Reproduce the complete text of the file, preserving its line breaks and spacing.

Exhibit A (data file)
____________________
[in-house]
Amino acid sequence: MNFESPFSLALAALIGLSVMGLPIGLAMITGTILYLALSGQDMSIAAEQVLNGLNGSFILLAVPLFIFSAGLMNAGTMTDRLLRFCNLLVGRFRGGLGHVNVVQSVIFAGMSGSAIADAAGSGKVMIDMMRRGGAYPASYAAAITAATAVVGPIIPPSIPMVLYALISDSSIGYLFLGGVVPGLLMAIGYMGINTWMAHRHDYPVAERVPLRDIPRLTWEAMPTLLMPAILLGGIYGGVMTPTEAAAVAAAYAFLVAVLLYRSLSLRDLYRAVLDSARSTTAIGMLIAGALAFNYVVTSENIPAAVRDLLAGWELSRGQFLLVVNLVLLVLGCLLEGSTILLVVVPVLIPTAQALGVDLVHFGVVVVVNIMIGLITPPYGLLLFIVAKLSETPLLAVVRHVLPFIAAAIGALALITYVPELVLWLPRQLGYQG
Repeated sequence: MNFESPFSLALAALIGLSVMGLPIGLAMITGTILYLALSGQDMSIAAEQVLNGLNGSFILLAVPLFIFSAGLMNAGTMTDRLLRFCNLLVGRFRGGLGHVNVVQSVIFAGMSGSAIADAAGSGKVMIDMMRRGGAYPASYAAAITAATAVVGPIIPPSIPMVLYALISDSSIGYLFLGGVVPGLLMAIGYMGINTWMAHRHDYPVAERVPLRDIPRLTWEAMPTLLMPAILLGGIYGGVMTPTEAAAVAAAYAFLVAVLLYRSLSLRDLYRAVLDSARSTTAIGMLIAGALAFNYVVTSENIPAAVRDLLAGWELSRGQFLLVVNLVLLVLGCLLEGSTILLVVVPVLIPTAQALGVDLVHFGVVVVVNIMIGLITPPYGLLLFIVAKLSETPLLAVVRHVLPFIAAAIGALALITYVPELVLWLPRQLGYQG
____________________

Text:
[in-house]
Amino acid sequence: MNFESPFSLALAALIGLSVMGLPIGLAMITGTILYLALSGQDMSIAAEQVLNGLNGSFILLAVPLFIFSAGLMNAGTMTDRLLRFCNLLVGRFRGGLGHVNVVQSVIFAGMSGSAIADAAGSGKVMIDMMRRGGAYPASYAAAITAATAVVGPIIPPSIPMVLYALISDSSIGYLFLGGVVPGLLMAIGYMGINTWMAHRHDYPVAERVPLRDIPRLTWEAMPTLLMPAILLGGIYGGVMTPTEAAAVAAAYAFLVAVLLYRSLSLRDLYRAVLDSARSTTAIGMLIAGALAFNYVVTSENIPAAVRDLLAGWELSRGQFLLVVNLVLLVLGCLLEGSTILLVVVPVLIPTAQALGVDLVHFGVVVVVNIMIGLITPPYGLLLFIVAKLSETPLLAVVRHVLPFIAAAIGALALITYVPELVLWLPRQLGYQG
Repeated sequence: MNFESPFSLALAALIGLSVMGLPIGLAMITGTILYLALSGQDMSIAAEQVLNGLNGSFILLAVPLFIFSAGLMNAGTMTDRLLRFCNLLVGRFRGGLGHVNVVQSVIFAGMSGSAIADAAGSGKVMIDMMRRGGAYPASYAAAITAATAVVGPIIPPSIPMVLYALISDSSIGYLFLGGVVPGLLMAIGYMGINTWMAHRHDYPVAERVPLRDIPRLTWEAMPTLLMPAILLGGIYGGVMTPTEAAAVAAAYAFLVAVLLYRSLSLRDLYRAVLDSARSTTAIGMLIAGALAFNYVVTSENIPAAVRDLLAGWELSRGQFLLVVNLVLLVLGCLLEGSTILLVVVPVLIPTAQALGVDLVHFGVVVVVNIMIGLITPPYGLLLFIVAKLSETPLLAVVRHVLPFIAAAIGALALITYVPELVLWLPRQLGYQG